'So, another rogue trader has been found guilty. And this time it's at UBS, which has been fairly manfully trying to clean house over the last few years, after suffering tens of billions in mortgage-related writedowns, a Swiss government bailout and that huge US tax evasion settlement.
And imagine how galling it must be for the bank and its employees to discover that one individual has been busy destroying all that good work. That's what's so sickening about 'rogue traders'. Their actions are entirely selfish (although they will always protest - a la SocGen's Jerome Kerviel - that they were only trying hard to make money for their firms).
The actions of rogue traders are disrespectful to their colleagues, management and shareholders, as they break all the rules, and get around all the checks and balances which are designed to protect the firm. Lastly, their actions are simply illegal. And this tale of woe doesn't factor in the stark reality that fellow employees, shareholders and all sorts of other investors / funds end up a lot poorer because of one person's blatant disregard for doing what's right.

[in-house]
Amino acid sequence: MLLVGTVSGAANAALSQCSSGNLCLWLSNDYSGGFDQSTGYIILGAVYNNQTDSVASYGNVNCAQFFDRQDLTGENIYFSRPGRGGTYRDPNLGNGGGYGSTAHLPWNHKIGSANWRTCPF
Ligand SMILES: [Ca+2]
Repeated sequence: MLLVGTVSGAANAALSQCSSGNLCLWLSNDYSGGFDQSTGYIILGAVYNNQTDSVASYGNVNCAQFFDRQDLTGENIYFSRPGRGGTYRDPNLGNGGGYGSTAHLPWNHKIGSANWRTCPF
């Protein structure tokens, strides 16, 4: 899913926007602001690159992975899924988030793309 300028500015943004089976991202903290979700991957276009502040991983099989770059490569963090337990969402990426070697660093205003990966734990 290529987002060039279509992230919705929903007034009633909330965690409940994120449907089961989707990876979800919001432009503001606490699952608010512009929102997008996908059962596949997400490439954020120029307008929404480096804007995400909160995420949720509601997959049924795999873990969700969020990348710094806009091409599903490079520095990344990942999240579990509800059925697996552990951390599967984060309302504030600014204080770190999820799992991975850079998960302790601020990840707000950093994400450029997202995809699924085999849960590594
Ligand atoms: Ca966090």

When the news of the UBS losses first broke on the trading floor last year, the reaction was not the usual cynical laughter, or expressions of schadenfreude. On the contrary, several of us bemoaned the fact that one of our fellow financial professionals (that's what they used to call us anyway) would pretty much betray the firm and the trust that was placed in him. It's no wonder that the public remains angry about how bankers sometimes behave - this guy appears to have let the whole industry down.
Maybe it's just a sign of these gloomy times that we can no longer find anything funny about an investment bank slipping on yet another banana skin.